If you look at how the Department of Defense, Department of Homeland Security, Department of Education, Food and Drug Administration, and every other major organization in the American government have sold out the American people, it looks like there’s a master plan to screw the population, but every piece of legislation that whittled away the integrity of these agencies was signed by politicians who received money from companies who benefited from them. There are a million money trails, all leading to rich people in different business sectors. This isn’t a centrally orchestrated strategy. It’s a public auction.

If Hillary Clinton would have won the 2016 presidential election, I would have taken that as confirmation there really is a group with god-like control over the system, because the FBI and DNC were obviously working together to pave the way for her. I would be more confused why she lost, except James Comey, the head of the FBI, and the person who publicly absolved her of breaking the law during the primaries, stabbed her in the back right before the general election by reopening her case and announcing the FBI would endorse Trump, which the FBI doesn’t do. Obviously, Trump compromised Comey somehow, which means Comey isn’t part of a grand conspiracy. He’s just for sale like the rest of the government, and Trump outbid Clinton.

I can believe a master genius would choose Hillary to be his puppet, but not Trump. You could even see the sadness in the faces of every politician at Trump’s acceptance speech; they were just as shell shocked as the rest of the world. The fact that he won means the general election wasn’t rigged, even if the DNC primaries were.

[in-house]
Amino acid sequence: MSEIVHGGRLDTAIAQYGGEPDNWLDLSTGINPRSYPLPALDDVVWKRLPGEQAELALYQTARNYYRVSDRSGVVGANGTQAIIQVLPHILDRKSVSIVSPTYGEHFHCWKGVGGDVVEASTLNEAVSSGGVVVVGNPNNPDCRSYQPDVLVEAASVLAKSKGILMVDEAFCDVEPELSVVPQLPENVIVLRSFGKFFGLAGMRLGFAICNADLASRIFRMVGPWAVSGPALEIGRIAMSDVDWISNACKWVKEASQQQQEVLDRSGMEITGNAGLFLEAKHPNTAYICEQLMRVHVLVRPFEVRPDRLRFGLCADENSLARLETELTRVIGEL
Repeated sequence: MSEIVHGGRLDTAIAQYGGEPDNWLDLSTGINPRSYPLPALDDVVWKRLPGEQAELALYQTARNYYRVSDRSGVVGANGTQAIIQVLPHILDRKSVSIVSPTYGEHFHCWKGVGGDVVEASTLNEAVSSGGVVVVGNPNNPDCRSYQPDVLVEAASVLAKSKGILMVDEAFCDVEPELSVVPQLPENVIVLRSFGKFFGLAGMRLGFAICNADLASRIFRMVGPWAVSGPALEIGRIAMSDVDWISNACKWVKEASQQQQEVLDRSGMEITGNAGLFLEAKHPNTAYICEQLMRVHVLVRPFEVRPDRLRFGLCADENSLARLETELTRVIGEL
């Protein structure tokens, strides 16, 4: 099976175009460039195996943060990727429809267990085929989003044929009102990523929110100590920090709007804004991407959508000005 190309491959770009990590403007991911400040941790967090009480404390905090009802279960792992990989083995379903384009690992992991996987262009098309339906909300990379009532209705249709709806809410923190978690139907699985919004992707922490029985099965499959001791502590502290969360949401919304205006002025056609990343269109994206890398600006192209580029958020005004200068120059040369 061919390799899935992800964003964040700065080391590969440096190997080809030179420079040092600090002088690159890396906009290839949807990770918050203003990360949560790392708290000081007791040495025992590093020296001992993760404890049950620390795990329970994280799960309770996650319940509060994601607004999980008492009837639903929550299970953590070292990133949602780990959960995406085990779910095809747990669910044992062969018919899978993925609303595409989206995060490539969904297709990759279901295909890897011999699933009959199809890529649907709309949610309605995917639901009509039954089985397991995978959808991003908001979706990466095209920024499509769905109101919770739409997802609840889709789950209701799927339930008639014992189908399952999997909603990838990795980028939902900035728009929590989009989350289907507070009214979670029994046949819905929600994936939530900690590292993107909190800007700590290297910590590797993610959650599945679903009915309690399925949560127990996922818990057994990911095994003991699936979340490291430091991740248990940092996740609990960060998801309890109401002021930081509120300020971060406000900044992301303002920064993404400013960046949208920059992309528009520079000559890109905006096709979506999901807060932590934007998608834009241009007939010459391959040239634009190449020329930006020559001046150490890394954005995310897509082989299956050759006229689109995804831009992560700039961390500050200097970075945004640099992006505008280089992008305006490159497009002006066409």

The only explanation for Trump’s victory, is the system is a rudderless cluster fuck. Since Trump is such a wealthy cluster fuck of a human being, the system was practically designed to let people like him sidestep through the cracks into office.

As depressing as that is, it gives me more hope than the alternative. There’s a popular saying in the U.S. military, “You can’t fix stupid,” but ISIS has taught us it’s more impossible to fix evil. At least this scenario gives Americans something we can resolve without a violent revolution, and it tells us exactly what we need to demand. If the root of the problem is money in politics, then all we need to demand is corruption reform.

Americans have known for years that money in politics is a major problem, but Donald Trump conclusively proved it’s the entirety of the problem. Hopefully, the worse Trump makes America, the more people will focus their protests, riots, letters to politicians and internet chatter on taking money out of politics. We just need to find a better strategy than the Occupy Wall Street movement.

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This is how we live now: Part 3

Note: The events of this story are real, but the names have been changed.

This is the third installment of a three-part series, in which I illustrate why half of all Americans live near the poverty line by using my life as a case study.

Case in point, medical bills are the most common cause of bankruptcy in America. In 2016 I became part of that statistic, and having gone through the process, I shudder to think how normal it is. Nobody should have to go through what I did, because getting health care in America is as frustrating and overpriced as buying real estate.

I started learning this four months ago. One morning, as I was brushing my teeth, I looked in the mirror and noticed a white pustule on my gums. At first I thought I had cancer. After suffering an existential crisis, I collected myself and recalled that I’d had two root canals done on one of my bottom, front teeth by a military dentist eight years ago. The most reasonable explanation was the root canal had failed, and the tooth got infected.

Since I no longer had access to the military’s socialized medical system, I’d have to pay a civilian dentist. Knowing they charge an arm and a leg, I looked up cheap insurance on the internet and spent several evenings slogging through mind bogglingly complicated insurance websites. Unable to make sense of all the terms and restrictions, I decided to take another approach.

I searched for a dentist office with good reviews in my area and found out which insurance they accepted. Then I paid $125 for the insurance and waited for it to activate… hoping the pustule didn’t become life threatening in the meantime. In case you’re wondering, the reason there’s a waiting period for insurance to activate, is so you can’t wait until an emergency happens to sign up.